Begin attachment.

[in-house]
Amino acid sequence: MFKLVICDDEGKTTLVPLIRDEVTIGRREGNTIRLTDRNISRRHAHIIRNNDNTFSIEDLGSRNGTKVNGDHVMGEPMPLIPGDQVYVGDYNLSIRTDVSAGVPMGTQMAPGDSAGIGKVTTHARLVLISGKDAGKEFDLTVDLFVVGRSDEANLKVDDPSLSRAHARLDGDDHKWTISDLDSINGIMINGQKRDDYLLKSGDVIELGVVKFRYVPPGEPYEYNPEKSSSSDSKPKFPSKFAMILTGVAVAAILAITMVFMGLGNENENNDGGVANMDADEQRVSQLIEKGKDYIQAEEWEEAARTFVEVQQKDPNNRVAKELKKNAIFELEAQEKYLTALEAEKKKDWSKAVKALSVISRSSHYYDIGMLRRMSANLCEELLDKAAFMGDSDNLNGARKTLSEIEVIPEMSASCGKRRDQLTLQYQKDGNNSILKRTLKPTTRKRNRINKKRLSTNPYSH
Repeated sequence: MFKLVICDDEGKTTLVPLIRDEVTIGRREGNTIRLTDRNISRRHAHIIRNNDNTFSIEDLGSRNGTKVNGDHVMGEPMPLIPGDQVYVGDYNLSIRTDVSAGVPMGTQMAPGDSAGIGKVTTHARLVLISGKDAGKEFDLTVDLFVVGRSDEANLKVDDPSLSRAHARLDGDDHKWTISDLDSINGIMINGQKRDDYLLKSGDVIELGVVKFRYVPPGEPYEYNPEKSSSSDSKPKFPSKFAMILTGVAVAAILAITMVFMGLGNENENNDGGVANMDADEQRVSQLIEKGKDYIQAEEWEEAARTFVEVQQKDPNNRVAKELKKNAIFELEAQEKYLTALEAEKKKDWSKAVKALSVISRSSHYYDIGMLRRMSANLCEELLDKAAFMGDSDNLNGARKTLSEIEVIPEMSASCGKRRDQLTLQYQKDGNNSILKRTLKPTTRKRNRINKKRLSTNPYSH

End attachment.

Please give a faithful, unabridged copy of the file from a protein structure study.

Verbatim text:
[in-house]
Amino acid sequence: MFKLVICDDEGKTTLVPLIRDEVTIGRREGNTIRLTDRNISRRHAHIIRNNDNTFSIEDLGSRNGTKVNGDHVMGEPMPLIPGDQVYVGDYNLSIRTDVSAGVPMGTQMAPGDSAGIGKVTTHARLVLISGKDAGKEFDLTVDLFVVGRSDEANLKVDDPSLSRAHARLDGDDHKWTISDLDSINGIMINGQKRDDYLLKSGDVIELGVVKFRYVPPGEPYEYNPEKSSSSDSKPKFPSKFAMILTGVAVAAILAITMVFMGLGNENENNDGGVANMDADEQRVSQLIEKGKDYIQAEEWEEAARTFVEVQQKDPNNRVAKELKKNAIFELEAQEKYLTALEAEKKKDWSKAVKALSVISRSSHYYDIGMLRRMSANLCEELLDKAAFMGDSDNLNGARKTLSEIEVIPEMSASCGKRRDQLTLQYQKDGNNSILKRTLKPTTRKRNRINKKRLSTNPYSH
Repeated sequence: MFKLVICDDEGKTTLVPLIRDEVTIGRREGNTIRLTDRNISRRHAHIIRNNDNTFSIEDLGSRNGTKVNGDHVMGEPMPLIPGDQVYVGDYNLSIRTDVSAGVPMGTQMAPGDSAGIGKVTTHARLVLISGKDAGKEFDLTVDLFVVGRSDEANLKVDDPSLSRAHARLDGDDHKWTISDLDSINGIMINGQKRDDYLLKSGDVIELGVVKFRYVPPGEPYEYNPEKSSSSDSKPKFPSKFAMILTGVAVAAILAITMVFMGLGNENENNDGGVANMDADEQRVSQLIEKGKDYIQAEEWEEAARTFVEVQQKDPNNRVAKELKKNAIFELEAQEKYLTALEAEKKKDWSKAVKALSVISRSSHYYDIGMLRRMSANLCEELLDKAAFMGDSDNLNGARKTLSEIEVIPEMSASCGKRRDQLTLQYQKDGNNSILKRTLKPTTRKRNRINKKRLSTNPYSH